Forsyth Connects to Provide Home Visits to All County Newborns

Largest countywide implementation of nationally recognized model to improve health, link families to community services

The Kate B. Reynolds Charitable Trust and Novant Health announced today that they will partner to provide free in-home nurse visits to all mothers with newborn babies who are born and reside in Forsyth County.

During a baby shower-themed celebration held at Forsyth Technical Community College, leaders from both organizations described the partnership as a means to promote infant and maternal health while also providing support to the whole family. Forsyth Connects, based on a similar program operating in Durham, North Carolina, supports parents’ health and social needs after having a baby and connects them with community resources.

“This program will provide families with a link to a myriad of community resources if they need them,” said Kirsten Royster, vice president of Novant Health’s Maya Angelou Women’s Health and Wellness Center. “For example, if new moms are dealing with postpartum depression or don’t have access to a crib or are unsure about how they’ll make ends meet with a new baby, the Forsyth Family Connects nurse can link that mom to other agencies and resources that can help.”

The model for Forsyth Connects is a program developed and tested beginning in 2008 in Durham by the Duke Center for Child and Family Policy in collaboration with the Center for Child & Family Health and the Durham County Health Department.

Durham Connects bridges the gap between new parents and community resources, and the program has been recognized to substantially improve infant health, parenting and maternal mental health, while increasing support for breast-feeding and early identification of postpartum depression. Family Connects’ ability to connect with all families at the birth of a new child presents a tremendous opportunity to Forsyth County providers to come together to provide coordinated, comprehensive supports for children and their families from birth.

As part of the Kate B. Reynolds Charitable Trust’s Great Expectations initiative focused on Forsyth County’s financially disadvantaged young children, the trust will fund $1.7 million for the program over three years. Novant Health will provide staffing of up to 10 full-time nurses. Nurses will visit the homes of Forsyth County mothers who gave birth two to three weeks earlier. Nurses will follow the Family Connects guidelines assisting and encouraging breast-feeding, reviewing infant health needs and assessing other family concerns. Nurses will also observe the health of the mother and recommend community resources that can be of assistance.

“Since the majority of babies born in the county take their first breaths at Novant Health Forsyth Medical Center, it seemed natural for us to support the family and ensure remarkable care continues at home,” said Jacque Daniels, Novant Health executive vice president and chief administrative officer. “It is exciting to work in partnership with the Family Connects program in Durham to continue their good work here in Forsyth County.”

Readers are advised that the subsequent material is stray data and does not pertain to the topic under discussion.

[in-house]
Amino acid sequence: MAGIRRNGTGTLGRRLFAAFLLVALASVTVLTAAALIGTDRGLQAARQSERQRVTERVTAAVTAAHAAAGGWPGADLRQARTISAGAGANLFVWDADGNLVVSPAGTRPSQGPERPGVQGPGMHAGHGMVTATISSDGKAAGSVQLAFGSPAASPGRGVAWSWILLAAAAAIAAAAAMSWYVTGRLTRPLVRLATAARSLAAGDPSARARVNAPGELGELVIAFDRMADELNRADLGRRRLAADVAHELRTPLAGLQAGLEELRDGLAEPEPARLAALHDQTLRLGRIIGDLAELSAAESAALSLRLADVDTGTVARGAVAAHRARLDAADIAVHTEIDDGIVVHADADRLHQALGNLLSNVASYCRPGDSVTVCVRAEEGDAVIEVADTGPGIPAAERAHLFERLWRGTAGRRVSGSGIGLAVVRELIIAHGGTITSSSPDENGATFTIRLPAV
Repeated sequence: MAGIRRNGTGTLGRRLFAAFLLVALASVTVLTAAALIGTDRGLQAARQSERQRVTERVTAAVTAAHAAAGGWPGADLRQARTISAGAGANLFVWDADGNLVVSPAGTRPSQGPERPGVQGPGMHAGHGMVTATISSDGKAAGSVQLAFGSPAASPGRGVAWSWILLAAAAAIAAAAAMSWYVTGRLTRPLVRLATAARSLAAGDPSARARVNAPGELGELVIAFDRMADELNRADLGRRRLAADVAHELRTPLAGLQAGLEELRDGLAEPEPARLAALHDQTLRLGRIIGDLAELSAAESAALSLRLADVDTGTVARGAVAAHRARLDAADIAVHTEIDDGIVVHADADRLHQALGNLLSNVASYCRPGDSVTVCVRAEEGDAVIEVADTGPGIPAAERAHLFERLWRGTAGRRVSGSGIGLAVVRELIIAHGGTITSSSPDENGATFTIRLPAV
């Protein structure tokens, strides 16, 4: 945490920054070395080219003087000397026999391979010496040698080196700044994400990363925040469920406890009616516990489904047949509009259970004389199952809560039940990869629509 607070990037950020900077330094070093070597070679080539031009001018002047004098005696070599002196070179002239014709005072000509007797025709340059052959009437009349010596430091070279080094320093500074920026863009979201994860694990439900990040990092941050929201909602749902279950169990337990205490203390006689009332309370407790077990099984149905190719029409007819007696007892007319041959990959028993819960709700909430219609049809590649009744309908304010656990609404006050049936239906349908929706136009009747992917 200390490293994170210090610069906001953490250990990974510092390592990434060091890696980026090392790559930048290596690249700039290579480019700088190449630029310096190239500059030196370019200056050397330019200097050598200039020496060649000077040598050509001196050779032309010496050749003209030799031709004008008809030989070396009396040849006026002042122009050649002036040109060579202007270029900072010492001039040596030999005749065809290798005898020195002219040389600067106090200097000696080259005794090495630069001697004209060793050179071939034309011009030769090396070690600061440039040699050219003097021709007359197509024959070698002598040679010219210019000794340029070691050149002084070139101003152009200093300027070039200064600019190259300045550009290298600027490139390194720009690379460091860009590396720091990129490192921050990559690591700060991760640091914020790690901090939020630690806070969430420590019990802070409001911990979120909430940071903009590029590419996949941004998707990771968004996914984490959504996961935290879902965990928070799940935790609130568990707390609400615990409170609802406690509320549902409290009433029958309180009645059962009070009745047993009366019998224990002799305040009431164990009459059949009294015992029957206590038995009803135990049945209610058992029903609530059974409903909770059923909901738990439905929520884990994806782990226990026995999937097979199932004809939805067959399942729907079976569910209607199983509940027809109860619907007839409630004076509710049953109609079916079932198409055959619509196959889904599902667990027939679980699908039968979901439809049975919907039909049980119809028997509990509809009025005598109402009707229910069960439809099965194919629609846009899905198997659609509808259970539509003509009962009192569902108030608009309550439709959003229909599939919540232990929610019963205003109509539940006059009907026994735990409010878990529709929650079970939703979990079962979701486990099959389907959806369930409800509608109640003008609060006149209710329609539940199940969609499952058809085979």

“In considering this program we observed the success of many other community programs that offer in-home visits to new families, such as Nurse-Family Partnership, Welcome Baby and CC4C, and realized the need in the area was even greater than what was already being provided,” said Joe Crocker, director of the Poor and Needy Division of the Kate B. Reynolds Charitable Trust. “Now we will be able to build on the good work these groups are already doing so that all new mothers in the community will receive the same benefits.”

Visits to mothers will begin this summer after nurses and staff have been hired and trained. The evidence-based program has been researched in Durham and shown impressive results including:

  • Families involved reported 16 percent more connections to community resources.
  • Mothers reported more positive parenting behaviors with their infants, such as hugging and reading.
  • Mothers were 28 percent less likely to report possible clinical anxiety.
  • Total infant emergency medical care was reduced by 35 percent.
  • The program also found that every dollar invested in Family Connects saves $3.02 in emergency health costs for the community.

“Through our Great Expectations work, the Trust is committed to ensuring children from under-resourced families are given the opportunity to be successful in school and life by the time they finish kindergarten,” said Crocker. “We know paving the way for that success begins even before a child is born. Family Connects will focus on the little one’s earliest days and ensure their parents and loved ones have what they need to be healthy and engaged in their children from the start.”

“No parent is successful alone and this program connects parents to services so they can better connect with their infant. The Kate B. Reynolds Charitable Trust and Novant Health are willing to commit to Family Connects because they see the benefit to their community,” said Kenneth A. Dodge, the director of the Duke Center for Child and Family Policy.

May 10, 2016